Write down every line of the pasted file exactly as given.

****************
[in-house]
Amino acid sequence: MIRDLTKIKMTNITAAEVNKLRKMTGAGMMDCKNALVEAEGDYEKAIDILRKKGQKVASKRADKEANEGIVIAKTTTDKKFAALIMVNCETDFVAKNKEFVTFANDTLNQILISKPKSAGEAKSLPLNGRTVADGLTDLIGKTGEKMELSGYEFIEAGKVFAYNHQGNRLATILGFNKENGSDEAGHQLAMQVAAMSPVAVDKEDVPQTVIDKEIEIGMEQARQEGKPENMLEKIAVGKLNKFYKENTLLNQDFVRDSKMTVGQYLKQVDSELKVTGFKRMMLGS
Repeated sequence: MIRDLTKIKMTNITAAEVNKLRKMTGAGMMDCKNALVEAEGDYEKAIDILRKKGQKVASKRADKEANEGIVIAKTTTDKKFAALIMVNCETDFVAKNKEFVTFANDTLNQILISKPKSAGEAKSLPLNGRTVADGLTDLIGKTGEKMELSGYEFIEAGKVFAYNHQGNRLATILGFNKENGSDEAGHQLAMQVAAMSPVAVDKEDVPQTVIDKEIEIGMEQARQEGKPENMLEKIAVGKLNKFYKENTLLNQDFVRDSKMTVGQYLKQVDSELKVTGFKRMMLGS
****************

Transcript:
[in-house]
Amino acid sequence: MIRDLTKIKMTNITAAEVNKLRKMTGAGMMDCKNALVEAEGDYEKAIDILRKKGQKVASKRADKEANEGIVIAKTTTDKKFAALIMVNCETDFVAKNKEFVTFANDTLNQILISKPKSAGEAKSLPLNGRTVADGLTDLIGKTGEKMELSGYEFIEAGKVFAYNHQGNRLATILGFNKENGSDEAGHQLAMQVAAMSPVAVDKEDVPQTVIDKEIEIGMEQARQEGKPENMLEKIAVGKLNKFYKENTLLNQDFVRDSKMTVGQYLKQVDSELKVTGFKRMMLGS
Repeated sequence: MIRDLTKIKMTNITAAEVNKLRKMTGAGMMDCKNALVEAEGDYEKAIDILRKKGQKVASKRADKEANEGIVIAKTTTDKKFAALIMVNCETDFVAKNKEFVTFANDTLNQILISKPKSAGEAKSLPLNGRTVADGLTDLIGKTGEKMELSGYEFIEAGKVFAYNHQGNRLATILGFNKENGSDEAGHQLAMQVAAMSPVAVDKEDVPQTVIDKEIEIGMEQARQEGKPENMLEKIAVGKLNKFYKENTLLNQDFVRDSKMTVGQYLKQVDSELKVTGFKRMMLGS